The Host Looking for some new scenery for your next party? Forget banquet halls and backrooms at restaurants. How about hosting a cocktail party in a deluxe suite at one of the city’s most famed landmark hotels? The Willard InterContinental Washington offers seven different types of suites starting at 600 square feet (the size of a large studio condo), all of them decorated decadently with antiques and custom furniture. The largest one tops in at 2,800 square feet, with a dining room that seats 10, as well as a service buffet and stellar views of the U.S. Capitol.

Willard InterContinental Washington 1401 Pennsylvania Ave., NW Phone: (202) 628-9100 Web: http://washington.intercontinental.com Cost: Suites from the 0s per night

The Pet Owner The days when kennels and dog-sitters were the only option for road trips are over. A growing number of hotels—chains, boutique and luxury—are opening their doors to pet owners and their furry friends. Properties such as L’Enfant Plaza Hotel, Sofitel Lafayette Square, the Quincy, and Marriott Wardman Park all allow pets, although most require refundable deposits and fees of or more.

Our pick for pet lovers is still the Kimpton boutique chain, which not only allows pets at no additional charge but pampers them as well. Every one of the seven boutique hotels in the area offers a unique version of pet amenities, from pet lounging areas to dog walk maps, in addition to providing treats, beds, water dishes and other necessities for your hairy companions.

Kimpton Hotels www.kimptonhotels.com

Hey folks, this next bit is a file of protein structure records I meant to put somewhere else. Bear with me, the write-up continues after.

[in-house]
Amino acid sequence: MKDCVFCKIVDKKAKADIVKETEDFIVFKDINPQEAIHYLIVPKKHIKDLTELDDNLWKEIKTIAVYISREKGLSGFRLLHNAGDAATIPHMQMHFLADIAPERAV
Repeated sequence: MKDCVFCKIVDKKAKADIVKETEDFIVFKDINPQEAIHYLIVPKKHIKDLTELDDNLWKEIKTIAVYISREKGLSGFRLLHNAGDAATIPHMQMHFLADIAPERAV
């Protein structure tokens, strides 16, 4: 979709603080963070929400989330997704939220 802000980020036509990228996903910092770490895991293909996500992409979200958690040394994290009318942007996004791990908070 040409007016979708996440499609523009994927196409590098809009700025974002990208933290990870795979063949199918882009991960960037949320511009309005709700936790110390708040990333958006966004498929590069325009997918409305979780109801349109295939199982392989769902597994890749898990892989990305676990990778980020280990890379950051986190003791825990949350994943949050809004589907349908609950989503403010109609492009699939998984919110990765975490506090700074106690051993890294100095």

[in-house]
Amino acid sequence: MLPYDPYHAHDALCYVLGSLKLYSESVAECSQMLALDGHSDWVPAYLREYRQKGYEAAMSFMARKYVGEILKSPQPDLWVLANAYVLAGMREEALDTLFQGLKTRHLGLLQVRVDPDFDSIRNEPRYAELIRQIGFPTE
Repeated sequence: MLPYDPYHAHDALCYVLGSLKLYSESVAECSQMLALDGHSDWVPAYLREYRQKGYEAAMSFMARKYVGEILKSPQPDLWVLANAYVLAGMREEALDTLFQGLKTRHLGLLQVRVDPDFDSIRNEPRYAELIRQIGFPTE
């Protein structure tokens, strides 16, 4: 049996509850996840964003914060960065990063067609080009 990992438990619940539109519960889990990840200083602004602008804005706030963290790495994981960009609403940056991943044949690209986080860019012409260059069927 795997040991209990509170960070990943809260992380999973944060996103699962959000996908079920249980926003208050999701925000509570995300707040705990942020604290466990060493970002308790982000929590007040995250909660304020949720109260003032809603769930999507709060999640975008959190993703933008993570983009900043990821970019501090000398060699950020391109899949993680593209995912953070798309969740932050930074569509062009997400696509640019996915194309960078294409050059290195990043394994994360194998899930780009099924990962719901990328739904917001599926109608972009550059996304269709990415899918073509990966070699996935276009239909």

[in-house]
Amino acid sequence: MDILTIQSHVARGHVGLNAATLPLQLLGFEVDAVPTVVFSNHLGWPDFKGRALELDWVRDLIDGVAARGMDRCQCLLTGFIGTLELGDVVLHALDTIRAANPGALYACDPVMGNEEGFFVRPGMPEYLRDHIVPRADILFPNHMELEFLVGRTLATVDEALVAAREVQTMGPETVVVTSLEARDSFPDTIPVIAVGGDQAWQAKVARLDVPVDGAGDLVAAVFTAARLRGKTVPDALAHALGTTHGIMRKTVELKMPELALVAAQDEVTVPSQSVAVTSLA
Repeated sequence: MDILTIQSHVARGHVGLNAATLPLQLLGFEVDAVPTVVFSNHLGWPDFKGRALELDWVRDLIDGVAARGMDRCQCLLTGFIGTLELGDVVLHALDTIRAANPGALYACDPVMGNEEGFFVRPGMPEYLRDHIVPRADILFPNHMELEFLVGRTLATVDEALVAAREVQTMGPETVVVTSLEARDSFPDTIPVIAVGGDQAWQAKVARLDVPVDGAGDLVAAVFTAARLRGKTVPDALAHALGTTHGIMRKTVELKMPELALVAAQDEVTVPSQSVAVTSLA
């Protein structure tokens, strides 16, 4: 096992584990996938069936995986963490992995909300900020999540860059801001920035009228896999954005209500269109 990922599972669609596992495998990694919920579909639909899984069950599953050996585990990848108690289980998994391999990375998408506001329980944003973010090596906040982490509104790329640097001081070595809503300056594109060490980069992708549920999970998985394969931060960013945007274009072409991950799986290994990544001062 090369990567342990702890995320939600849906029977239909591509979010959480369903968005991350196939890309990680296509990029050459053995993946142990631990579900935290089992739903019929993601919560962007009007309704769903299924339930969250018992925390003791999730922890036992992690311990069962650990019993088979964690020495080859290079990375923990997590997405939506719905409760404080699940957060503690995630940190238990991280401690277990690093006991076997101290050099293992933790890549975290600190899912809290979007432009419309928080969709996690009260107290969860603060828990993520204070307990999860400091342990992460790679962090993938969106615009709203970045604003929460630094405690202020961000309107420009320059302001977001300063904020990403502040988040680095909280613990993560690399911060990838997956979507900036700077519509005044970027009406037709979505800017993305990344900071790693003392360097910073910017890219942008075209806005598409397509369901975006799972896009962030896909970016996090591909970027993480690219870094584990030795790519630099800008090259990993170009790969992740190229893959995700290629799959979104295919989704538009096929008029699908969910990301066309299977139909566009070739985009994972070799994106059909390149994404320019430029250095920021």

The Penny Pincher We confess that although our lists tend to focus on the higher price end of hotels, there are plenty of good options for the budget-conscious—but how to pick one? Online search engines actually provide some of the best information, so to be fair, for this category we’re skipping over the local hotels for a favorite daytrip deal.

At the Mountain Song Inn in Willis, Va., the rooms are relatively simple and quaintly decorated. But for less than the cost of a basic room at the Marriott in downtown Silver Spring, Md., a night at Mountain Song gets you large soaking tubs, walk-out patios, a gourmet breakfast and a common room complete with cushioned window seats, reading nooks and a hand-carved pool table. Plus, the porches and Blue Ridge Mountain scenery are to die for.

Mountain Song Inn 319 Mystic Lane, Willis, Va. Phone: (540) 789-3000 Web: www.mountainsonginn.com Cost: Rooms at 9 per night

About the Author

Heather Mueller is a contributing writer for The Washington Diplomat.

Last Edited on November 29, 1999